The federal budget has come and gone for another year. And it was by no means the much-touted “horror” budget. So how did the government manage to achieve the apparently unachievable of turning a budget deficit of $44 billion – or 3% of GDP – into a small surplus?
That’s something that hasn’t been achieved in 60 years. In large part it has been achieved by cancelling, revising or delaying proposed programs or initiatives.
Yes, there is a fair bit of clever accounting to achieve the outcome but, if all goes to plan, the desired outcome will have been achieved; and without causing major pain in the community.
In fact, low-income earners will be getting dollars in the pocket. Most high-income earners and big business will get nothing. Still, they weren’t really expecting anything – in fact, most were bracing for pain.
What is clear is that budgets continue to shift away from economic documents to political and accounting documents. The economics is only there because it provides the assumptions on which the budget is based. And this year the assumptions are very credible, in fact conservative.
The government is to be commended for doing some real cutting – policy measures actually improve the bottom line. But it is important to stress that not much has to go wrong in order to threaten the wafer-thin budget surplus.
Overall it is a smart budget, but still one that leaves a lot of work for the future. There is only so much that you can delay, revise or push into the future.
So what does it mean for the sharemarket? Nothing directly, but uncertainty has been removed. The budget is over for another year and the projection of a budget surplus may generate some confidence.
What does it mean for interest rates? Well the government is cutting spending and taking dollars out of the economy.
So, at the margin, it allows the Reserve Bank to cut rates again. Still it is only one of the factors it will consider.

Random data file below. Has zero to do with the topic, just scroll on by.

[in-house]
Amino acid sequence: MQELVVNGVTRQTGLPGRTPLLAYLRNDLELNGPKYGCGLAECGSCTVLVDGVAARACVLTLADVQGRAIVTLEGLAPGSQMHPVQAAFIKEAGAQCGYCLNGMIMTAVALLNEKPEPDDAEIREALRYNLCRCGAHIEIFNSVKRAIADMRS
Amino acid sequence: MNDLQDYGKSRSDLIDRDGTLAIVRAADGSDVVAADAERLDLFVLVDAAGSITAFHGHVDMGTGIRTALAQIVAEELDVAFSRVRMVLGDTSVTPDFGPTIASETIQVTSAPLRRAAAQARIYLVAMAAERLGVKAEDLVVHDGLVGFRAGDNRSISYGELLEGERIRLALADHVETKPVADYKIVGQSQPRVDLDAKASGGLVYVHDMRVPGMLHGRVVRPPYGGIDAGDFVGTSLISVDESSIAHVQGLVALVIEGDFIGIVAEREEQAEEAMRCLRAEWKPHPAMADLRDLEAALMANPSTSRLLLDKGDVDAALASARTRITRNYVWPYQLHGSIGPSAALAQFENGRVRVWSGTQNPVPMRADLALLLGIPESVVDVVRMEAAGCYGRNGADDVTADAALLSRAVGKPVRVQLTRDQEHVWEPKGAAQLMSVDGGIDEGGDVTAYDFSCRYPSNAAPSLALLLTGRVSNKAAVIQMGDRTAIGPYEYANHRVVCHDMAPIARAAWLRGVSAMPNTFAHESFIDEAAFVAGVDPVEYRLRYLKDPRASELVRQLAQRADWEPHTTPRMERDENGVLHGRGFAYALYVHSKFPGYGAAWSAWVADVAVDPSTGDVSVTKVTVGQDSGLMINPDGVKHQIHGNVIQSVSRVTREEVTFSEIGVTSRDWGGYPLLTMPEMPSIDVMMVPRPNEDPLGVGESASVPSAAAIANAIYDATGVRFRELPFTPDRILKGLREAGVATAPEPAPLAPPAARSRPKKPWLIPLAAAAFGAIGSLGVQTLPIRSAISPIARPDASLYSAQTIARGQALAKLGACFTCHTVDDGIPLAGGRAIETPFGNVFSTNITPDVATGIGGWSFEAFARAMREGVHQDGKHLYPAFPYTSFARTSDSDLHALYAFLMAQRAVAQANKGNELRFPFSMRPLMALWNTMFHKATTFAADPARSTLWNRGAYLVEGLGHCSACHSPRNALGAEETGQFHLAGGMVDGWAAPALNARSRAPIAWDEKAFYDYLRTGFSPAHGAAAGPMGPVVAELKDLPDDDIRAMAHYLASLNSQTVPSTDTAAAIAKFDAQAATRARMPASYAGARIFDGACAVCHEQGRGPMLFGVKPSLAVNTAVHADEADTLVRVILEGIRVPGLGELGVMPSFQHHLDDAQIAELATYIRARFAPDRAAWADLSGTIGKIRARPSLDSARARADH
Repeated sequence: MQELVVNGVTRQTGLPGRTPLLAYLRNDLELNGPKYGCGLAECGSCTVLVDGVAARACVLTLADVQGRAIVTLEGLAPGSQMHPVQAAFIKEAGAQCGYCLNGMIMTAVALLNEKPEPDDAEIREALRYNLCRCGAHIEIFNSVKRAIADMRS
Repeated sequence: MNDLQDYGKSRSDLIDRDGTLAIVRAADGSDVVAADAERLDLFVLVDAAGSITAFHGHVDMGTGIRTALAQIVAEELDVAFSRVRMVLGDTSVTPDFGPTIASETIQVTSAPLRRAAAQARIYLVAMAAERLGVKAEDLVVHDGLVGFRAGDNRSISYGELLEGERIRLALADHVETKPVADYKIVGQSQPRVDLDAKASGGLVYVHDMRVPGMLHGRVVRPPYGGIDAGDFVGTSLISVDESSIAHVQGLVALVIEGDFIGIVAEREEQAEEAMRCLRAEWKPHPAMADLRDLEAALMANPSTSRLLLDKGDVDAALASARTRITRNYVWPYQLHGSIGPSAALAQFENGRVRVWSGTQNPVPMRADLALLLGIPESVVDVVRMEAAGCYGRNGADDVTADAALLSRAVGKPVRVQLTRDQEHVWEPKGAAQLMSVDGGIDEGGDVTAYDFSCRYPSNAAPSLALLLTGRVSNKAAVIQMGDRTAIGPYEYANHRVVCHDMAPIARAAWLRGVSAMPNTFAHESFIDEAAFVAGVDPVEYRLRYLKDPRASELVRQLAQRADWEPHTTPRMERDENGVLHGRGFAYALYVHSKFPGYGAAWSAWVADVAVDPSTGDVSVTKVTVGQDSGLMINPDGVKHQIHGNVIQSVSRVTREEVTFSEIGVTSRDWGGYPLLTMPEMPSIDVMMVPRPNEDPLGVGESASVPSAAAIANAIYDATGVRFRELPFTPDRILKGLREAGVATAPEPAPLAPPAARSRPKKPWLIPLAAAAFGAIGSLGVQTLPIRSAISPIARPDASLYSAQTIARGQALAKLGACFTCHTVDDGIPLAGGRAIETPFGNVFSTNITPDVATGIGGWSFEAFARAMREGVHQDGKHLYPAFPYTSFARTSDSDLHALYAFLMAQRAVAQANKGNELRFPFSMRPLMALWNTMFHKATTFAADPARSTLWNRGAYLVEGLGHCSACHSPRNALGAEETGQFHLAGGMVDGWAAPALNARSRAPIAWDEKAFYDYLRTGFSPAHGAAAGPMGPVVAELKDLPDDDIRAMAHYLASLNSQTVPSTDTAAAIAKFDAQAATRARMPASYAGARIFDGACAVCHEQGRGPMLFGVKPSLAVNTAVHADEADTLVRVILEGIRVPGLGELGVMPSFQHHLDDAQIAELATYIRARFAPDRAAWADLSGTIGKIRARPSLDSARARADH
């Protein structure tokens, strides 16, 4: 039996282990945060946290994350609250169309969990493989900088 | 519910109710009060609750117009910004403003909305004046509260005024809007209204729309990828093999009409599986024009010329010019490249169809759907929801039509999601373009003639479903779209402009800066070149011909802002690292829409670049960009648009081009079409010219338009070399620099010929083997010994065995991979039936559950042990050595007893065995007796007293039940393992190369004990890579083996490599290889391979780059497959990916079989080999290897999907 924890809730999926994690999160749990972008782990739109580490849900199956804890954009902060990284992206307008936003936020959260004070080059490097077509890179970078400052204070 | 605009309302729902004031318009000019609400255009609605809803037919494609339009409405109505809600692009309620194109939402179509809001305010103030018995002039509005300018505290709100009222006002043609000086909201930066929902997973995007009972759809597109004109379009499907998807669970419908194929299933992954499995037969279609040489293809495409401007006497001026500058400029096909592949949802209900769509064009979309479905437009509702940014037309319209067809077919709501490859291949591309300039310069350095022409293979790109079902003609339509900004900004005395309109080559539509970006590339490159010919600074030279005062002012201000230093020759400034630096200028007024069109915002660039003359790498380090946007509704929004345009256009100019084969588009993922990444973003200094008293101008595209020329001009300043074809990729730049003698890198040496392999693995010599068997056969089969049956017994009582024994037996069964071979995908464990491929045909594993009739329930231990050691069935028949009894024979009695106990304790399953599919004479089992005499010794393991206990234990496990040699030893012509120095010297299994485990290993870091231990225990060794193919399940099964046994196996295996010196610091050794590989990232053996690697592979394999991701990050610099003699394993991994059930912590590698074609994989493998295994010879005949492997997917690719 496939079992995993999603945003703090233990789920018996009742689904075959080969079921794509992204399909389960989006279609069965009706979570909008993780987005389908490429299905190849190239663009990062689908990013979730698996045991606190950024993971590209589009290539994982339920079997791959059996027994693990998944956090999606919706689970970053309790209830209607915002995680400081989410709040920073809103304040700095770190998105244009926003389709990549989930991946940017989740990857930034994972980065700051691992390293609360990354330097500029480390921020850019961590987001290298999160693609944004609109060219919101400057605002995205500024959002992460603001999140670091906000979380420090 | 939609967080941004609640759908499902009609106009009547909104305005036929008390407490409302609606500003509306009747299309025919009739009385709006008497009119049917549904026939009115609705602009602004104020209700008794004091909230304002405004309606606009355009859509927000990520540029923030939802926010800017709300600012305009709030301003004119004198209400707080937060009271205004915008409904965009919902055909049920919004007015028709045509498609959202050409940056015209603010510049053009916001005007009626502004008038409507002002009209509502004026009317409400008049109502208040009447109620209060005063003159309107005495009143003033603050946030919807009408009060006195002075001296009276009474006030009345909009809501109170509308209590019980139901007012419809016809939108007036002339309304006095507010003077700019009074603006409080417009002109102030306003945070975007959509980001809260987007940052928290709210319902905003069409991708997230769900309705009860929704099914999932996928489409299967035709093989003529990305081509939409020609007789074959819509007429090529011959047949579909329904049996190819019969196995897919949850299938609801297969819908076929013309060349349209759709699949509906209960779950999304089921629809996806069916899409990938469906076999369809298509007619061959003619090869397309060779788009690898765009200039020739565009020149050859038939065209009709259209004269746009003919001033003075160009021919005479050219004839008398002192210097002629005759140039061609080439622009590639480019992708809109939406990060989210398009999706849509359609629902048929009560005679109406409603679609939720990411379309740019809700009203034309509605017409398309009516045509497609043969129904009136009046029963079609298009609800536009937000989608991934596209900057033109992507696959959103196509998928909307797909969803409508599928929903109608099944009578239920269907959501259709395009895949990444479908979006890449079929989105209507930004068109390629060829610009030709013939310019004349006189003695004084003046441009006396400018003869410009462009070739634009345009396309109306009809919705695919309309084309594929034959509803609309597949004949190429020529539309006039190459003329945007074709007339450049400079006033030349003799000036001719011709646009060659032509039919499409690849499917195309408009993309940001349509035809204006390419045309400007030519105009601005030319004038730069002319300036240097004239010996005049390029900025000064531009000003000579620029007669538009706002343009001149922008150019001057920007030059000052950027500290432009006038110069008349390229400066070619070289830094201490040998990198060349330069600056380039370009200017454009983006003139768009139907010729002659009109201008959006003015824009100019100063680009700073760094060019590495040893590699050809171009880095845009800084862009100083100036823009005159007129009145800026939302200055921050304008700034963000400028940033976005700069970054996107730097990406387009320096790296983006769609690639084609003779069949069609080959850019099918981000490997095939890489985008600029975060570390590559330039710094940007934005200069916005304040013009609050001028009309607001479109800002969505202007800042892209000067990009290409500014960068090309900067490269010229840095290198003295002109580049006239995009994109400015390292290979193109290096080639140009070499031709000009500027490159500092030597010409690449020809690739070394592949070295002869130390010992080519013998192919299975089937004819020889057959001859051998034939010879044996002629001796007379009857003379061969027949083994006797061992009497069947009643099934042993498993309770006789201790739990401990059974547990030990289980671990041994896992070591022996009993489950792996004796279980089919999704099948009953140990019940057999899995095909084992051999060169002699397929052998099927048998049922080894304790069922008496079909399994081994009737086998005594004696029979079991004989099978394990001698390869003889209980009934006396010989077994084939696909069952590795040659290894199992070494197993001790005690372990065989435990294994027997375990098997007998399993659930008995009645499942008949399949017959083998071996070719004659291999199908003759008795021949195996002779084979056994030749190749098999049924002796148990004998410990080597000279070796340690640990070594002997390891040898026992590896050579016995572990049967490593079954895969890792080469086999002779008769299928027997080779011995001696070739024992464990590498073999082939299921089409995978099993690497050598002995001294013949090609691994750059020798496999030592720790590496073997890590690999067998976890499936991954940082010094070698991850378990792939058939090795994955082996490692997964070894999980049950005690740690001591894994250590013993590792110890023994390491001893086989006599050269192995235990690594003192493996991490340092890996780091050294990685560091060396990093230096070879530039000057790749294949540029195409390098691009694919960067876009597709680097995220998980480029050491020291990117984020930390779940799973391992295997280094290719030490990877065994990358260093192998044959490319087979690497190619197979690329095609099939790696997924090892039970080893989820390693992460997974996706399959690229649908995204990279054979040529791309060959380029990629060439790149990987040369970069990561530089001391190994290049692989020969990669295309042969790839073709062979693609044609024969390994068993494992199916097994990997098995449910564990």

Certainly there is a raft of small changes to superannuation, business taxes and government payments, so it is worth digging into detail or getting your investment adviser or planner to advise the impact.
The week ahead
With the federal budget out of the way, it is now back to the regular weekly offerings of economic data and speeches by key officials. In the coming week consumer sentiment and wage data are highlights, while in the US there will be a healthy spattering of top shelf economic data released.
The week kicks off on Monday with figures on home loans. The number of home loans has fallen for two straight months and, on our figuring, it will be three in a row in March. We expect that the number of loans to owner-occupiers fell by 2% in the month, while the value of loans may have fallen by 1%. Clearly the housing market is soft, which is one of the reasons why the Reserve Bank slashed rates.
On Monday, RBA deputy governor Philip Lowe delivers a speech to the ADC Future Summit. And, on Tuesday, the minutes of the Reserve Bank board meeting held on May 1 will be released. We probably aren’t going to learn much that is new, but the document will still be scrutinised.
Also on Tuesday, the Bureau of Statistics releases data on car sales. Industry sales data has already been released and the Federal Chamber of Automotive Industries believes that sales lifted 7.6% once seasonal factors are taken into account. This may be yet another indicator showing that consumers are spending again.
On Wednesday, Westpac and the Melbourne Institute issue the May consumer confidence report. This will be the first time this report has covered reaction to the rate cut and federal budget. However, it’s worth noting that the Roy Morgan weekly consumer sentiment index will actually be the first survey to gauge rate cut reaction.